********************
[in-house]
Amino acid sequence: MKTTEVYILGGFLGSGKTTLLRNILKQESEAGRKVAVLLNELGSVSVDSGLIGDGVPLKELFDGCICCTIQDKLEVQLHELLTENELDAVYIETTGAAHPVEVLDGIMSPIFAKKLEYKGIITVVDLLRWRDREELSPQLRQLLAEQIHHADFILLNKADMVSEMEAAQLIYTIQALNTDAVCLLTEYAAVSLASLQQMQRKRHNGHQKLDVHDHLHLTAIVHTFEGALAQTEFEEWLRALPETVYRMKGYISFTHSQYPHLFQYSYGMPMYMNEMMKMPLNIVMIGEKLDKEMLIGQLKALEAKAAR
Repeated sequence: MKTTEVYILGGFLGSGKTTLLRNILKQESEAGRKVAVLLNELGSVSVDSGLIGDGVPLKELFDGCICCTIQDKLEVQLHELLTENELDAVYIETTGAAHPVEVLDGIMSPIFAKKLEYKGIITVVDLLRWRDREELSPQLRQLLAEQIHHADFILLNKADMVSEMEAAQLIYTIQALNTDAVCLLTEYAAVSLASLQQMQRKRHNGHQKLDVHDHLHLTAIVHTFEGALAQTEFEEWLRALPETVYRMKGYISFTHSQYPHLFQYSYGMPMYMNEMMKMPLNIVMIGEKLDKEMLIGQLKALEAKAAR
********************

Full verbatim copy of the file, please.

[in-house]
Amino acid sequence: MKTTEVYILGGFLGSGKTTLLRNILKQESEAGRKVAVLLNELGSVSVDSGLIGDGVPLKELFDGCICCTIQDKLEVQLHELLTENELDAVYIETTGAAHPVEVLDGIMSPIFAKKLEYKGIITVVDLLRWRDREELSPQLRQLLAEQIHHADFILLNKADMVSEMEAAQLIYTIQALNTDAVCLLTEYAAVSLASLQQMQRKRHNGHQKLDVHDHLHLTAIVHTFEGALAQTEFEEWLRALPETVYRMKGYISFTHSQYPHLFQYSYGMPMYMNEMMKMPLNIVMIGEKLDKEMLIGQLKALEAKAAR
Repeated sequence: MKTTEVYILGGFLGSGKTTLLRNILKQESEAGRKVAVLLNELGSVSVDSGLIGDGVPLKELFDGCICCTIQDKLEVQLHELLTENELDAVYIETTGAAHPVEVLDGIMSPIFAKKLEYKGIITVVDLLRWRDREELSPQLRQLLAEQIHHADFILLNKADMVSEMEAAQLIYTIQALNTDAVCLLTEYAAVSLASLQQMQRKRHNGHQKLDVHDHLHLTAIVHTFEGALAQTEFEEWLRALPETVYRMKGYISFTHSQYPHLFQYSYGMPMYMNEMMKMPLNIVMIGEKLDKEMLIGQLKALEAKAAR